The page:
Photo: istockphoto.com

To ramp up sliding door security, back up the latch with a steel secondary locking system. Of the various configurations of such devices, a common loop lock is inexpensive and effective. A loop lock has a metal casing on each end—one end attaches to the sliding portion of the door, the other to the doorjamb—and a steel pin that drops down into the casings to lock the door and lifts up to unlock it.

To install, drill screw holes into both the doorjamb and the sliding frame of the door, and then screw the loop lock into place. Loop locks sell at home improvement centers for less than $10 (see the offerings at Home Depot) and putting one in is a basic, 15-minute DIY job. The peace of mind return on investment will be priceless.

RELATED: The 15 Smartest and Smallest DIYs You Can Do for Your Home

3. Reinforce the glass.

Your sliding door’s large expanse of glass lets would-be burglars peek in to determine who—and what—is inside. It’s then merely a matter of striking the door with a rock or brick to shatter the glass, reaching inside, undoing the latch, and sliding the door open.

Applying security film to the insides of the glass can give the sliding door extra strength. These extremely thin vinyl films add a layer of strong support, making it very difficult to break through the glass. This helps keep out burglars and also adds extra protection against high-wind events or kids get carried away playing ball.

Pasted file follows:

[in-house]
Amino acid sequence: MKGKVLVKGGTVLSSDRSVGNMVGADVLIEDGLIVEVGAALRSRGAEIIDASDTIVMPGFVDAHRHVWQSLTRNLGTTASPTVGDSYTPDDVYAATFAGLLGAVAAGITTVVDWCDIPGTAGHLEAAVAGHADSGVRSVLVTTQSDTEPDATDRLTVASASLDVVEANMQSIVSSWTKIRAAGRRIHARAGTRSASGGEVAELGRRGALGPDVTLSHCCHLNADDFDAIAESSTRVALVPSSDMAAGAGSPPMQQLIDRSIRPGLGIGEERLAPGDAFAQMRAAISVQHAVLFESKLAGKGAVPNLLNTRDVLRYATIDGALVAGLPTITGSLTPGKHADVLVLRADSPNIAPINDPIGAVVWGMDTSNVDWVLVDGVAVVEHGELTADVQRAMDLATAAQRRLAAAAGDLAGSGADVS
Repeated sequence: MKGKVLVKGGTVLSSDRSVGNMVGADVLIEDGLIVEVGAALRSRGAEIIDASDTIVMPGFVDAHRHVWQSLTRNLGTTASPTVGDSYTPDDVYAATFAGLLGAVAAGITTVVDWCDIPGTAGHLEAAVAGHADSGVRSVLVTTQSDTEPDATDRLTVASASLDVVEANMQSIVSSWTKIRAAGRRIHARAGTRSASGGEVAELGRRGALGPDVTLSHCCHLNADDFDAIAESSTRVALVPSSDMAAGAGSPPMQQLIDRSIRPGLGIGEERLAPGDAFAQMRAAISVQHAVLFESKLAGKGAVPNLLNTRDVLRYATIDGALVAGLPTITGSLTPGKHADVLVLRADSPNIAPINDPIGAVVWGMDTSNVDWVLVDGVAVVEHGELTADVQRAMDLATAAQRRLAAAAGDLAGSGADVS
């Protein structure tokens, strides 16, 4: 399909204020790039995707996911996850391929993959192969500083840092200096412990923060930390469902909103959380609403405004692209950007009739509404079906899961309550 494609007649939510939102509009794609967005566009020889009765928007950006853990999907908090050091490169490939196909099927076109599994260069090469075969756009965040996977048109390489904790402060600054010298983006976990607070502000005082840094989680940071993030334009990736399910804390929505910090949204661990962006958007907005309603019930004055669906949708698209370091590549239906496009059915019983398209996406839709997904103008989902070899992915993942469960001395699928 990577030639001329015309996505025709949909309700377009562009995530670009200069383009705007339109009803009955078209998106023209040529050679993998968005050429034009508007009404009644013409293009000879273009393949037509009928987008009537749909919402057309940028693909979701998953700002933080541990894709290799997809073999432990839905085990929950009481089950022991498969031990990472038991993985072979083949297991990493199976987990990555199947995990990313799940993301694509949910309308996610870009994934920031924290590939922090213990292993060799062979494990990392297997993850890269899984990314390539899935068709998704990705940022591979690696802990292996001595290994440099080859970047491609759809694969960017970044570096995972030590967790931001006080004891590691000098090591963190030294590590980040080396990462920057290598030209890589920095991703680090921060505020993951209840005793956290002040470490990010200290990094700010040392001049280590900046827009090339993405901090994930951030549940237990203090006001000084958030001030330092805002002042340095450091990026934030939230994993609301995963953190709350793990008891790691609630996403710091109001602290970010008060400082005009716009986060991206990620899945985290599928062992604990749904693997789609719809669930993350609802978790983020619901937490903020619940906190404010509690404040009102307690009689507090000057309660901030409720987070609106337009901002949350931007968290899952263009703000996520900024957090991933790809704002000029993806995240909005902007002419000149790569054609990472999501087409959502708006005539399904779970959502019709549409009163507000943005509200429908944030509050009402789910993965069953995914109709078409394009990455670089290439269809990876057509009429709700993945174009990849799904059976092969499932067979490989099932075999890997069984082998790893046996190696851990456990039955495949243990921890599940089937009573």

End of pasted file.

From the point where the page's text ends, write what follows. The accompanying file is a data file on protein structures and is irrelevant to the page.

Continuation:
There are clear security films, mirrored films, and films opaque enough to prevent anyone from seeing inside yet still translucent enough to admit some light. The last option is most secure, but few homeowners want to give up unhampered outdoor views. Also, be aware that mirrored films reflect only on the side that is currently the most brightly lit, meaning that during the day, when it is generally brighter outdoors than inside, a person outside your home will see their own reflection in the door, while you will be able to look right through the glass from the inside. At night, when you have the lights on inside the house, the opposite will be true; it’s you that will see your own reflection in the sliding door, while a person in the yard will be able to look right through the glass.

You can buy rolls of security film at home improvement centers for between $10 and $30 per roll, depending on the type, brand, and size—enough to cover the average sliding door. Though not difficult, successfully applying security film to a sliding door is tedious and generally requires an assistant.